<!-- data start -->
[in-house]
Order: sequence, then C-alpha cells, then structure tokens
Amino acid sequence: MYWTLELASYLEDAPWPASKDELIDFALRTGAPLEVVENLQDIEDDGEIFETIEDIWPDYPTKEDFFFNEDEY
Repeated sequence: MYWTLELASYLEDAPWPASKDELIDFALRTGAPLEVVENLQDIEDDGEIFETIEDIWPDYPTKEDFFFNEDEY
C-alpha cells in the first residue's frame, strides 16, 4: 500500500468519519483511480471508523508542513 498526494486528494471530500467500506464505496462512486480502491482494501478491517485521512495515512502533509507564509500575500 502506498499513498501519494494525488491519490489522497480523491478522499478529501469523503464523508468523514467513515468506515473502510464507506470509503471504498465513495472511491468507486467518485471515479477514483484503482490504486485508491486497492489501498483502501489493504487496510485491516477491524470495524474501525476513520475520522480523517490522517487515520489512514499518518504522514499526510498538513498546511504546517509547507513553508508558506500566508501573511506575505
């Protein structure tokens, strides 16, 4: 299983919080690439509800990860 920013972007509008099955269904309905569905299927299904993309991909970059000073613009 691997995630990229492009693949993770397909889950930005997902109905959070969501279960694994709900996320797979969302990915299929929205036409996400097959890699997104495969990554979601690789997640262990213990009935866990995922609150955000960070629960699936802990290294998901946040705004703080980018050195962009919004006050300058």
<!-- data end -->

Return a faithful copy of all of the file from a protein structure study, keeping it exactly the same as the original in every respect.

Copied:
[in-house]
Order: sequence, then C-alpha cells, then structure tokens
Amino acid sequence: MYWTLELASYLEDAPWPASKDELIDFALRTGAPLEVVENLQDIEDDGEIFETIEDIWPDYPTKEDFFFNEDEY
Repeated sequence: MYWTLELASYLEDAPWPASKDELIDFALRTGAPLEVVENLQDIEDDGEIFETIEDIWPDYPTKEDFFFNEDEY
C-alpha cells in the first residue's frame, strides 16, 4: 500500500468519519483511480471508523508542513 498526494486528494471530500467500506464505496462512486480502491482494501478491517485521512495515512502533509507564509500575500 502506498499513498501519494494525488491519490489522497480523491478522499478529501469523503464523508468523514467513515468506515473502510464507506470509503471504498465513495472511491468507486467518485471515479477514483484503482490504486485508491486497492489501498483502501489493504487496510485491516477491524470495524474501525476513520475520522480523517490522517487515520489512514499518518504522514499526510498538513498546511504546517509547507513553508508558506500566508501573511506575505
């Protein structure tokens, strides 16, 4: 299983919080690439509800990860 920013972007509008099955269904309905569905299927299904993309991909970059000073613009 691997995630990229492009693949993770397909889950930005997902109905959070969501279960694994709900996320797979969302990915299929929205036409996400097959890699997104495969990554979601690789997640262990213990009935866990995922609150955000960070629960699936802990290294998901946040705004703080980018050195962009919004006050300058």